Consider what the 1970s were like for white working-class families in rural and suburban America. The purchasing power of the dollar had peaked, and circumstances dictated that the halcyon days of the single-paycheck family with the mother staying home to raise the kids and run the house were long gone. The reality was that the so-called traditional family model was fraying, layer by layer, and yet there was a longing in the marketplace for deliberately traditional music (especially given the turbulence of the Vietnam War and bygone notions of social cohesion being undermined by the hippies and the “me generation”). Despite the violence of their marriage, George Jones and Tammy Wynette produced music that hearkened back to a bygone time even as the subtext—in their lives and, increasingly, those of their fans—said that time was long gone and never coming back.

From the plaintive lament of “Southern California” to the very melodic, very real dysfunction of “Two Story House”, the George and Tammy duets documented a heartbreak that was only hinted at in their solo work (such as “D-I-V-O-R-C-E”, “The Grand Tour”, and the perfectly-pitched “She Thinks I Still Care”). The idea of Tammy’s character in the former wasting her best years as a barmaid a continent away from her true love—nothing short of epic. And the “Two Story House” being so bereft of love—all too true, given what was happening in so many breaking homes around the time that song was a hit.

It’s notable that Jones and Wynette were both married multiple times. I am reminded of an aunt who was a huge George Jones fan, who married five or six times herself, yet every Sunday morning, blasted the most soporific gospel music ever recorded from her hi-fi. I am also reminded of my father, who played a George Jones 8-track on what seemed like endless loop as he drove us back east, after his Southern California divorce from my mother. Real music for real people—that’s what George Jones produced. Music for people who struggled for what they had, and who knew, even as they exhausted themselves, that the triumph would be ephemeral but the sacrifice would be eternal.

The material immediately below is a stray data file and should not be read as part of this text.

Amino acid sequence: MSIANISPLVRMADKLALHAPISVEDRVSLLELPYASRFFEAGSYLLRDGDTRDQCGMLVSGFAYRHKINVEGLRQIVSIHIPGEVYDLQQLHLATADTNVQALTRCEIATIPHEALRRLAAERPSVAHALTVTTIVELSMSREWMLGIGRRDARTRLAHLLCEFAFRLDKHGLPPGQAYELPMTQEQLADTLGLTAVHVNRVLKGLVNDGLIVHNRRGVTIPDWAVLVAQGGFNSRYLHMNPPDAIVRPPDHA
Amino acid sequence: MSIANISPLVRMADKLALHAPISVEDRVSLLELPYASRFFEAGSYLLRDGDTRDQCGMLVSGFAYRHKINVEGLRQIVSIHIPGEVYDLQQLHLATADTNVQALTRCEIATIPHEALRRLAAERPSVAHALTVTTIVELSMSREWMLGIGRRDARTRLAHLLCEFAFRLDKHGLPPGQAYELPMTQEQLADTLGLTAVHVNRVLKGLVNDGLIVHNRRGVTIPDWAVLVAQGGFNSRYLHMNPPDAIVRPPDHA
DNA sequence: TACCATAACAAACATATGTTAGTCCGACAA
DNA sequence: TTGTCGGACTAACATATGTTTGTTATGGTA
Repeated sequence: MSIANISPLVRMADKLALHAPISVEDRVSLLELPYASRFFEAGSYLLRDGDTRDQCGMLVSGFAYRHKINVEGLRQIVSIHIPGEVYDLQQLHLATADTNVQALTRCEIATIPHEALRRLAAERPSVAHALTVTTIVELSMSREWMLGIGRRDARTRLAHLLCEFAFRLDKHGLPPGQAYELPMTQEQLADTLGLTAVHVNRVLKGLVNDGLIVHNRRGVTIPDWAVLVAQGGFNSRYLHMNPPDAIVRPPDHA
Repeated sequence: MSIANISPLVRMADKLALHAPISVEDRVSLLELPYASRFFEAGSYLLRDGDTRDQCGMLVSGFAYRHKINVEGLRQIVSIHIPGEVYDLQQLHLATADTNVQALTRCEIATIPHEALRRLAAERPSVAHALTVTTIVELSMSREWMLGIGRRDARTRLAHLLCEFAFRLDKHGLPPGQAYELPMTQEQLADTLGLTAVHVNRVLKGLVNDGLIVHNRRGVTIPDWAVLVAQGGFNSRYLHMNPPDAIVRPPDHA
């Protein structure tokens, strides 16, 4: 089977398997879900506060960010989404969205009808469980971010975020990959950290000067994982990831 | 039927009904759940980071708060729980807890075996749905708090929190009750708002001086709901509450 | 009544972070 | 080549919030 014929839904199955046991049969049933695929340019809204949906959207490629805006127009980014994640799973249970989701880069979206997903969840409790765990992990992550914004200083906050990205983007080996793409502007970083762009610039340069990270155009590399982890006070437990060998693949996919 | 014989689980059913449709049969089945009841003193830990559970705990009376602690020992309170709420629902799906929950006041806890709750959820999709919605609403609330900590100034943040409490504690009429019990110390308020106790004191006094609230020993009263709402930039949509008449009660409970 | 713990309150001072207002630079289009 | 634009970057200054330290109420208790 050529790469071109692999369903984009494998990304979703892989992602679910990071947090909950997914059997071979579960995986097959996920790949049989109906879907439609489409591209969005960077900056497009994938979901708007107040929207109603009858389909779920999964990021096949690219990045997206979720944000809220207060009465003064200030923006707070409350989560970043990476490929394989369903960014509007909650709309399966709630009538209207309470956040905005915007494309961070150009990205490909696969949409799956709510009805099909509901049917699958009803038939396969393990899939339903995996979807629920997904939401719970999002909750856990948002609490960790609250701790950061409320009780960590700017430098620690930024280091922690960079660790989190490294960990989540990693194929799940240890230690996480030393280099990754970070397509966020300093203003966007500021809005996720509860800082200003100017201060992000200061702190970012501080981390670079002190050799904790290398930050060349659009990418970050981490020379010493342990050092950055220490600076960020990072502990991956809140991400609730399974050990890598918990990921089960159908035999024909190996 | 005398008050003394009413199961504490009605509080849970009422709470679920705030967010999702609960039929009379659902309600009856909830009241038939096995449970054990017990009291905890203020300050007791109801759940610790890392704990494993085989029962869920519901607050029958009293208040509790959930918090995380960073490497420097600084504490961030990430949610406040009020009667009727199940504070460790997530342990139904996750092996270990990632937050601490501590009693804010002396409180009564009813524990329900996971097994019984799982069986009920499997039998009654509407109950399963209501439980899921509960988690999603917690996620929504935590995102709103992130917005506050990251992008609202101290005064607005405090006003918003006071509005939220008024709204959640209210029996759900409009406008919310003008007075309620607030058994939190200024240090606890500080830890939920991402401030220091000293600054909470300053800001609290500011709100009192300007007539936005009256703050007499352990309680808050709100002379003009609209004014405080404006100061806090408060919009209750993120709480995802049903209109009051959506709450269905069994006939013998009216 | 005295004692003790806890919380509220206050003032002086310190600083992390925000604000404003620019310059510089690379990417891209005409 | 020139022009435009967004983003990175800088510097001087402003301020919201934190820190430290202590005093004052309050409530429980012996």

A.G. Gancarski writes from Jacksonville, Florida. 

5 Comments (Open | Close)

5 Comments To "Old Possum’s Book of Practical Duets"

#1 Comment By Ray S. On April 26, 2013 @ 8:33 pm

The greatest ever would be an interesting debate. Jones would be awfully high. Still,I can’t help but think that honor probably goes to Hank Williams Sr,with perhaps Johnny Cash No.2. A top ten would probably also include Willie Nelson,Patsy Cline,George Strait,Merle Haggard,Jones,Jimmy Rodgers,Waylon Jennings,and Jim Reeves.

#2 Comment By EliteCommInc. On April 28, 2013 @ 6:47 pm